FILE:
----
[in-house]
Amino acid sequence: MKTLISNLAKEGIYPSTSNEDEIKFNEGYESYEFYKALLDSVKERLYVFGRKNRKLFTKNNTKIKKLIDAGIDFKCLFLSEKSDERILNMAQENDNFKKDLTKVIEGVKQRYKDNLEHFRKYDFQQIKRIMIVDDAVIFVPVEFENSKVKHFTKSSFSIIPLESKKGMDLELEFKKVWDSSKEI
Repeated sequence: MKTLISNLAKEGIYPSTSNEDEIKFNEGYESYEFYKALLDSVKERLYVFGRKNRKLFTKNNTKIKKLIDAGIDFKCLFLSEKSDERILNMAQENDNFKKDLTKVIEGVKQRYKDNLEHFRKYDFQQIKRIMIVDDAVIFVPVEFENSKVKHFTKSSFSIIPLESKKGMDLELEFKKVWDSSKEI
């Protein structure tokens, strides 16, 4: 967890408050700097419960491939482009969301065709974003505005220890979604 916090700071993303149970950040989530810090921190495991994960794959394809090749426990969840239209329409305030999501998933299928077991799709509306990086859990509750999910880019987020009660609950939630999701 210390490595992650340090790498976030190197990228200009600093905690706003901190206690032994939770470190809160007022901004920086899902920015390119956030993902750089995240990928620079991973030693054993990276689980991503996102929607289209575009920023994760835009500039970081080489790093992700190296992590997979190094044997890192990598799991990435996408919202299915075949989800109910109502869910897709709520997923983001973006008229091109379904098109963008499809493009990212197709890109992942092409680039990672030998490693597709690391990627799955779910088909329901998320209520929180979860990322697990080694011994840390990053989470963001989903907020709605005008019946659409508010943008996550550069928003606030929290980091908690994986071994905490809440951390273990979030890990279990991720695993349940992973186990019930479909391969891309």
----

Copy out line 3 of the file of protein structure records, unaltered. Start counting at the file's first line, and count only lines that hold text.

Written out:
Repeated sequence: MKTLISNLAKEGIYPSTSNEDEIKFNEGYESYEFYKALLDSVKERLYVFGRKNRKLFTKNNTKIKKLIDAGIDFKCLFLSEKSDERILNMAQENDNFKKDLTKVIEGVKQRYKDNLEHFRKYDFQQIKRIMIVDDAVIFVPVEFENSKVKHFTKSSFSIIPLESKKGMDLELEFKKVWDSSKEI